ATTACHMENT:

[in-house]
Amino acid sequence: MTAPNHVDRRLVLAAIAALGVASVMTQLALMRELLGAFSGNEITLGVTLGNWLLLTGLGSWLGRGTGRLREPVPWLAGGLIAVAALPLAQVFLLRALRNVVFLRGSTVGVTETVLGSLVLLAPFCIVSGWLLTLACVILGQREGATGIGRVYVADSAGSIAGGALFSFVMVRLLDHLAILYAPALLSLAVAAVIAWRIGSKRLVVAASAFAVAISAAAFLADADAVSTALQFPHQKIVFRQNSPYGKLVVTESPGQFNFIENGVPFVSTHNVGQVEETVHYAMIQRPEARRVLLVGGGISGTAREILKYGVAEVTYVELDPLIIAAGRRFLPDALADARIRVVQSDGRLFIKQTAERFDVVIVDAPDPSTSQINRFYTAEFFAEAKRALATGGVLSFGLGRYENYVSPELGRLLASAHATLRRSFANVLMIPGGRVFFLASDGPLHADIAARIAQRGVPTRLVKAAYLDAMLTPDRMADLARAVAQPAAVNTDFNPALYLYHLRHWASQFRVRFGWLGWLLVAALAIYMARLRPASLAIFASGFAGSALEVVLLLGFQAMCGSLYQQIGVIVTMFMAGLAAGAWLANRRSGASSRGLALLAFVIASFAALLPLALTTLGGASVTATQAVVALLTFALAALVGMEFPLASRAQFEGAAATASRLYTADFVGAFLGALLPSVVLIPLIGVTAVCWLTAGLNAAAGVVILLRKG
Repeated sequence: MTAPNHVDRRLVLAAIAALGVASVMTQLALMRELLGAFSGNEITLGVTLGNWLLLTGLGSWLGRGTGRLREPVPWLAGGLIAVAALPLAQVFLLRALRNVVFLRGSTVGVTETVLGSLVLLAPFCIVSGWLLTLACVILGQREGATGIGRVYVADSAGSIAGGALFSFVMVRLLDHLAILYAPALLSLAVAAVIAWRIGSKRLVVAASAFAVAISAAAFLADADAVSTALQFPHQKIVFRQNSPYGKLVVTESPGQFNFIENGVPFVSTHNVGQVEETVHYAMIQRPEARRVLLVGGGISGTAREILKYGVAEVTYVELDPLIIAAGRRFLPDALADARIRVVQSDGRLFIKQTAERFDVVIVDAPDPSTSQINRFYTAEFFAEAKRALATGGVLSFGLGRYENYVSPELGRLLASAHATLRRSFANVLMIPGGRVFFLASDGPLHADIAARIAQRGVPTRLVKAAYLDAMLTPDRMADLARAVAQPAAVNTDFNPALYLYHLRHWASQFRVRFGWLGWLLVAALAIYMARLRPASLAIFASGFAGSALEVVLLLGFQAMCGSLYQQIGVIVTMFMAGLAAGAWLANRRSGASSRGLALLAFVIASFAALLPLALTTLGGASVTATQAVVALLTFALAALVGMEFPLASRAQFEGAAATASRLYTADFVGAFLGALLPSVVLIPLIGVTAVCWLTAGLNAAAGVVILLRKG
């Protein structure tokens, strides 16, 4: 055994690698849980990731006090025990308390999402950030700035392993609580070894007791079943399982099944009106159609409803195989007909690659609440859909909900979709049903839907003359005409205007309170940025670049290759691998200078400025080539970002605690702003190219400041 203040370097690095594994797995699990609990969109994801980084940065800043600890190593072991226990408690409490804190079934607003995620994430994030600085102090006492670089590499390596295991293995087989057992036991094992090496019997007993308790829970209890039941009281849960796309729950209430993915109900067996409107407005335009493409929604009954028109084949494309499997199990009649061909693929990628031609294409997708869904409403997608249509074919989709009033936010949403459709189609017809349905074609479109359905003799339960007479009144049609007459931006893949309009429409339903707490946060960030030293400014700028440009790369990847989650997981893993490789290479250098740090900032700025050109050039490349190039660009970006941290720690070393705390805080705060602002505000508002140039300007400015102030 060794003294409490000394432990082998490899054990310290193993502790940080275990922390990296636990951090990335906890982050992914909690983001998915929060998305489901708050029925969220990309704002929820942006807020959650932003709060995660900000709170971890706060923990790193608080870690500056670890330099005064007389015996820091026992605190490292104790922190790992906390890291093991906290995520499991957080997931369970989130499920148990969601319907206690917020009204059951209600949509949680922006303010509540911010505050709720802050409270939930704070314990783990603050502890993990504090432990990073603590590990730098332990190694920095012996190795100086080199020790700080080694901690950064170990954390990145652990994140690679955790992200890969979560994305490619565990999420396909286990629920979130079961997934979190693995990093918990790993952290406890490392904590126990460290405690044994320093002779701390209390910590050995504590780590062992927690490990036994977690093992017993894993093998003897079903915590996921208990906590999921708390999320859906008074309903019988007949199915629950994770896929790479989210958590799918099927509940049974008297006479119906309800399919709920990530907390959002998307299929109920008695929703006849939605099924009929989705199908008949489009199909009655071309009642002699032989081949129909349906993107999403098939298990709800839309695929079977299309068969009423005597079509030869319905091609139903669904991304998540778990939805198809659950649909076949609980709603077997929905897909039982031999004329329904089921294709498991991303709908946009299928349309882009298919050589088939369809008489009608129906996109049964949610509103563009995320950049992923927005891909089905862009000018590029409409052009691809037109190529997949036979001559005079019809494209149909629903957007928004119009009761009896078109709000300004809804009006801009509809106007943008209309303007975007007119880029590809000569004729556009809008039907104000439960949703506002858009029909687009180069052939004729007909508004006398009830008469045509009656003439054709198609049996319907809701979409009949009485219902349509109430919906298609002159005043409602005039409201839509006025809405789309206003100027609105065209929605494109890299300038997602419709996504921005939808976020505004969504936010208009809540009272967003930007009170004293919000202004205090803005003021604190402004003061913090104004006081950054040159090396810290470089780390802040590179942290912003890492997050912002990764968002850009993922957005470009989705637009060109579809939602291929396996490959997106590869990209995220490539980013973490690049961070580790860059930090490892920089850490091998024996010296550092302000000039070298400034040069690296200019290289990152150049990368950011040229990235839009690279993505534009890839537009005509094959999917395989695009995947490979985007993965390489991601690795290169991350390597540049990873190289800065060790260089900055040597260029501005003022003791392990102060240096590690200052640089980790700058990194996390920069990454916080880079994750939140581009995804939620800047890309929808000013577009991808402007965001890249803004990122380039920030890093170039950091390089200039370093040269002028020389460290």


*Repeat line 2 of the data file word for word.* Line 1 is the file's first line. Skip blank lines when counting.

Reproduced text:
Amino acid sequence: MTAPNHVDRRLVLAAIAALGVASVMTQLALMRELLGAFSGNEITLGVTLGNWLLLTGLGSWLGRGTGRLREPVPWLAGGLIAVAALPLAQVFLLRALRNVVFLRGSTVGVTETVLGSLVLLAPFCIVSGWLLTLACVILGQREGATGIGRVYVADSAGSIAGGALFSFVMVRLLDHLAILYAPALLSLAVAAVIAWRIGSKRLVVAASAFAVAISAAAFLADADAVSTALQFPHQKIVFRQNSPYGKLVVTESPGQFNFIENGVPFVSTHNVGQVEETVHYAMIQRPEARRVLLVGGGISGTAREILKYGVAEVTYVELDPLIIAAGRRFLPDALADARIRVVQSDGRLFIKQTAERFDVVIVDAPDPSTSQINRFYTAEFFAEAKRALATGGVLSFGLGRYENYVSPELGRLLASAHATLRRSFANVLMIPGGRVFFLASDGPLHADIAARIAQRGVPTRLVKAAYLDAMLTPDRMADLARAVAQPAAVNTDFNPALYLYHLRHWASQFRVRFGWLGWLLVAALAIYMARLRPASLAIFASGFAGSALEVVLLLGFQAMCGSLYQQIGVIVTMFMAGLAAGAWLANRRSGASSRGLALLAFVIASFAALLPLALTTLGGASVTATQAVVALLTFALAALVGMEFPLASRAQFEGAAATASRLYTADFVGAFLGALLPSVVLIPLIGVTAVCWLTAGLNAAAGVVILLRKG